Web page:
About four months ago, California Democrat Dianne Feinstein, chairwoman of the Senate Select Committee on Intelligence, went to the Senate floor and accused the CIA of committing torture during George W. Bush presidency and of spying on the committee that she chairs as it was examining records of that torture. CIA Director John Brennan responded by denying both charges. But last week, on a sleepy summer Friday afternoon, President Obama admitted that the CIA had tortured people. Shortly thereafter, Brennan admitted that the CIA had spied on the Senate. Then the president said he still has "full confidence" in Brennan.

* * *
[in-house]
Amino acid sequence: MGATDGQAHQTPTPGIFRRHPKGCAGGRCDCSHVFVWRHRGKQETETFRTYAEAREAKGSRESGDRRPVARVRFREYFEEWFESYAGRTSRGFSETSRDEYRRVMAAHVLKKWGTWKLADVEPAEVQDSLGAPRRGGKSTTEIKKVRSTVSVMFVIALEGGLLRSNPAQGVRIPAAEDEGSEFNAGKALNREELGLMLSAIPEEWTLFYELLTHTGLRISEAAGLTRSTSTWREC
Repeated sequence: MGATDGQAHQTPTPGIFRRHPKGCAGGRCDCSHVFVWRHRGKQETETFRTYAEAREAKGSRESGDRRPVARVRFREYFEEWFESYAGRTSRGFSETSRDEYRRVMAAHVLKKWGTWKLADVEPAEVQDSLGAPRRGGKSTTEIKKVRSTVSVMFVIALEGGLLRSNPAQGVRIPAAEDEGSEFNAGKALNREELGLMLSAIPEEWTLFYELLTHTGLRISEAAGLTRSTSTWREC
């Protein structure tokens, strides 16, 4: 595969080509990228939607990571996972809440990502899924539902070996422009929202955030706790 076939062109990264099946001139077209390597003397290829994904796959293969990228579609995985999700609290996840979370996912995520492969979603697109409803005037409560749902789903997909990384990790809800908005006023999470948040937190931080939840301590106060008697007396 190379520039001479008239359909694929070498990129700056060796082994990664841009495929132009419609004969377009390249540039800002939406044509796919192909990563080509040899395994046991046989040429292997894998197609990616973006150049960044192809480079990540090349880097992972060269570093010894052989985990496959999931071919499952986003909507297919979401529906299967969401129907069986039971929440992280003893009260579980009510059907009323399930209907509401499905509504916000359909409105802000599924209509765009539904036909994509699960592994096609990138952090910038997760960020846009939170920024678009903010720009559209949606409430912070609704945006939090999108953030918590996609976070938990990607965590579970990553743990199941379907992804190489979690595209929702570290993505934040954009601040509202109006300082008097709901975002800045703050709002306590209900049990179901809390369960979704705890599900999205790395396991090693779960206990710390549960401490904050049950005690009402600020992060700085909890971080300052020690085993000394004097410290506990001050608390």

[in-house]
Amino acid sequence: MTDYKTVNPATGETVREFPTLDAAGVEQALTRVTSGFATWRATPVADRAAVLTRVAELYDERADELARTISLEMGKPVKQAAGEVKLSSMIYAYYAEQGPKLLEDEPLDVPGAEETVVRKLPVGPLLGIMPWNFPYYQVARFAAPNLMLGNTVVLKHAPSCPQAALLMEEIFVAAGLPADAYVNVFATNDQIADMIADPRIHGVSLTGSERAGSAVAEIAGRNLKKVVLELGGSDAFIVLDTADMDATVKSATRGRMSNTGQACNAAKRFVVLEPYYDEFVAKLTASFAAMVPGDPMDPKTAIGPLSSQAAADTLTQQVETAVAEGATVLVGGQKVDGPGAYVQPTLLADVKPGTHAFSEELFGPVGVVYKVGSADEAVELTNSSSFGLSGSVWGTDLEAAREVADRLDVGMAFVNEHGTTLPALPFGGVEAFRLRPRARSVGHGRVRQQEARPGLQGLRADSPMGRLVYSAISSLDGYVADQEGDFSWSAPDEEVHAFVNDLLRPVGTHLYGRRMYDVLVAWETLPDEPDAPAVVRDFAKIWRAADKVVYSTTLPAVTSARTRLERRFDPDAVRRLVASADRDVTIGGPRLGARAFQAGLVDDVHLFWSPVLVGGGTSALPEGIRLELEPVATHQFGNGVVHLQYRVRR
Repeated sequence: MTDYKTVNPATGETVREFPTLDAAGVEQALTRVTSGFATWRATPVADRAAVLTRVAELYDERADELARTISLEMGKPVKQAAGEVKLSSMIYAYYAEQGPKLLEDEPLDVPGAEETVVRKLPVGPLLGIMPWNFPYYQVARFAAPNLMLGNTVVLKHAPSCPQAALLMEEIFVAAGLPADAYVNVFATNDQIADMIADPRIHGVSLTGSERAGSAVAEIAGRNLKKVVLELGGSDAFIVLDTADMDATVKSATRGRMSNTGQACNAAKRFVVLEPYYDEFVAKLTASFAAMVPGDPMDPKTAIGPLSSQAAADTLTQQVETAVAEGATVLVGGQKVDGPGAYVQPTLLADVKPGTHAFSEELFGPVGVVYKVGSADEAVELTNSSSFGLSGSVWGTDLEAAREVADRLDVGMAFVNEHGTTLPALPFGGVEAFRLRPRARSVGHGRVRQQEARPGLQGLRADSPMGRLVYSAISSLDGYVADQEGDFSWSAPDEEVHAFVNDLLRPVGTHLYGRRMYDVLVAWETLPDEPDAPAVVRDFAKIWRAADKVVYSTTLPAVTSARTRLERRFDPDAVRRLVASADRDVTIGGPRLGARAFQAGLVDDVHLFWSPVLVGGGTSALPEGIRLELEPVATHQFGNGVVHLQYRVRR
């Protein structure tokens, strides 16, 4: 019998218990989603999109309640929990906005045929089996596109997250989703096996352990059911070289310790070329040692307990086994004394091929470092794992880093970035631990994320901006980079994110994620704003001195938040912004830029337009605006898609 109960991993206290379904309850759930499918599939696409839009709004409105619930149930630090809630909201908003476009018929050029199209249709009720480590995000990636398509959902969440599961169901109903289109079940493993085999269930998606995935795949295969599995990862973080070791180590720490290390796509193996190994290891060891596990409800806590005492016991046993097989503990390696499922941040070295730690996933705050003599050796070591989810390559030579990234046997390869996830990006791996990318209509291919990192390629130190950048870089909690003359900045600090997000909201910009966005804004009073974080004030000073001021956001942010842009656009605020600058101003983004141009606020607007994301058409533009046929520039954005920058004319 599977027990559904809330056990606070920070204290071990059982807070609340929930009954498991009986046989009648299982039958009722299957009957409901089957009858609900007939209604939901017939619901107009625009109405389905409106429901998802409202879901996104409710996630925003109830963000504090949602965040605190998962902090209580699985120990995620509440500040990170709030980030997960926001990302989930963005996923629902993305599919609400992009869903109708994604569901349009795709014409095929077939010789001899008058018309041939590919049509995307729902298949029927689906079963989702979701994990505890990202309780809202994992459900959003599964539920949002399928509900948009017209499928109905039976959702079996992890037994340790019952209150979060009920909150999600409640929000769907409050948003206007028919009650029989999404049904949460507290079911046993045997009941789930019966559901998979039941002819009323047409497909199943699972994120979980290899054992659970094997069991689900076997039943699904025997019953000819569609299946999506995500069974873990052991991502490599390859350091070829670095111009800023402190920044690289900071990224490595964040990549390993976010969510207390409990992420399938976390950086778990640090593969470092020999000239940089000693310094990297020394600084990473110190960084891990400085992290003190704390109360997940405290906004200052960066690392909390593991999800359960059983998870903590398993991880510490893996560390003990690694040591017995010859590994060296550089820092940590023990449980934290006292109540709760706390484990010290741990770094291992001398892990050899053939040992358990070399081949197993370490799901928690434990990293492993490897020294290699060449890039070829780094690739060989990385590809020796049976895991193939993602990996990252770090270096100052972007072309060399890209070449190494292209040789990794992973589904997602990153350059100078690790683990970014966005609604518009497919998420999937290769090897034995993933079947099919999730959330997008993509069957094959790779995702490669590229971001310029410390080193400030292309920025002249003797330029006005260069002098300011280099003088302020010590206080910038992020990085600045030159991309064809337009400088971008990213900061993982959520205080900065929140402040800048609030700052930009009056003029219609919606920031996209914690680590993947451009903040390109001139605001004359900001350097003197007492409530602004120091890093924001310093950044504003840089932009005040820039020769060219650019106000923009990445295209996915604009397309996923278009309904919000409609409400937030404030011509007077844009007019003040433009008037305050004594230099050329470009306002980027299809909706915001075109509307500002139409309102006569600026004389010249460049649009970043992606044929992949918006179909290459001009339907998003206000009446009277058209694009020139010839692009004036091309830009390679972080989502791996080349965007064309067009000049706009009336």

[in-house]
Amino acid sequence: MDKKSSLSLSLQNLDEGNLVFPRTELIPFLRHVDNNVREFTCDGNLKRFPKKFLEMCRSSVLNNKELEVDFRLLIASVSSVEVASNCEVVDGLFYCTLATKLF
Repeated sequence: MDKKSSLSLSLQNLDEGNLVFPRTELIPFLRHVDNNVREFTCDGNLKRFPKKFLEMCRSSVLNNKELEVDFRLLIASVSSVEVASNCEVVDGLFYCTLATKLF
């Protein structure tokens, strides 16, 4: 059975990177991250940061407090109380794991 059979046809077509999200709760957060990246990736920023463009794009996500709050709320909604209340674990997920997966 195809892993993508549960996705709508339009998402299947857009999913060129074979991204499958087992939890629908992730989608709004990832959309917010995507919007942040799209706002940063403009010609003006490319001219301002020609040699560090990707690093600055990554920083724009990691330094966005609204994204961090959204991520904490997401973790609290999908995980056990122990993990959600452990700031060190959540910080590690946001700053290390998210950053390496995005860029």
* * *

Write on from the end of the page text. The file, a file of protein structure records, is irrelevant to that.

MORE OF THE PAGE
This is approaching a serious constitutional confrontation between the president and Congress, writes Andrew Napolitano. Can the president's agents lawfully spy on Congress? Of course not. Can the CIA lie to Congress with impunity? Only if Congress and the Department of Justice let it do so.